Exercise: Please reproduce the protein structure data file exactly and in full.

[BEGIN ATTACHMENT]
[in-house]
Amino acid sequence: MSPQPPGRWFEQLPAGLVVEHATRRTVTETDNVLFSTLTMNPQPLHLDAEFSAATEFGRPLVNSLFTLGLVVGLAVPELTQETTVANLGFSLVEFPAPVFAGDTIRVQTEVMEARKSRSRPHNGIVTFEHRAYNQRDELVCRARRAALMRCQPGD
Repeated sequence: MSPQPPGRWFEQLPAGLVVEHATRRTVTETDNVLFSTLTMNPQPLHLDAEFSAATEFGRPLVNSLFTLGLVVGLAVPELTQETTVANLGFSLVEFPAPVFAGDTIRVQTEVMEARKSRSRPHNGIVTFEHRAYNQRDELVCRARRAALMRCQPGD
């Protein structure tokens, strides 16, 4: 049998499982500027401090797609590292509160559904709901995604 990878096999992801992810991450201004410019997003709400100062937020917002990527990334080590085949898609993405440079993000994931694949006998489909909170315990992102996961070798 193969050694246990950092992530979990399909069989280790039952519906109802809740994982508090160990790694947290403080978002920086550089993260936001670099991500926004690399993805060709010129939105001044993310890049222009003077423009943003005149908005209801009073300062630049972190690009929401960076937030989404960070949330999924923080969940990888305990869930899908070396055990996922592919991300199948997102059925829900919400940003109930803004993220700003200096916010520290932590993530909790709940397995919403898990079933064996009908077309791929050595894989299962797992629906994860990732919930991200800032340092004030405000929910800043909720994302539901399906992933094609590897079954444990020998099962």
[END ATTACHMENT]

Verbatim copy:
[in-house]
Amino acid sequence: MSPQPPGRWFEQLPAGLVVEHATRRTVTETDNVLFSTLTMNPQPLHLDAEFSAATEFGRPLVNSLFTLGLVVGLAVPELTQETTVANLGFSLVEFPAPVFAGDTIRVQTEVMEARKSRSRPHNGIVTFEHRAYNQRDELVCRARRAALMRCQPGD
Repeated sequence: MSPQPPGRWFEQLPAGLVVEHATRRTVTETDNVLFSTLTMNPQPLHLDAEFSAATEFGRPLVNSLFTLGLVVGLAVPELTQETTVANLGFSLVEFPAPVFAGDTIRVQTEVMEARKSRSRPHNGIVTFEHRAYNQRDELVCRARRAALMRCQPGD
């Protein structure tokens, strides 16, 4: 049998499982500027401090797609590292509160559904709901995604 990878096999992801992810991450201004410019997003709400100062937020917002990527990334080590085949898609993405440079993000994931694949006998489909909170315990992102996961070798 193969050694246990950092992530979990399909069989280790039952519906109802809740994982508090160990790694947290403080978002920086550089993260936001670099991500926004690399993805060709010129939105001044993310890049222009003077423009943003005149908005209801009073300062630049972190690009929401960076937030989404960070949330999924923080969940990888305990869930899908070396055990996922592919991300199948997102059925829900919400940003109930803004993220700003200096916010520290932590993530909790709940397995919403898990079933064996009908077309791929050595894989299962797992629906994860990732919930991200800032340092004030405000929910800043909720994302539901399906992933094609590897079954444990020998099962």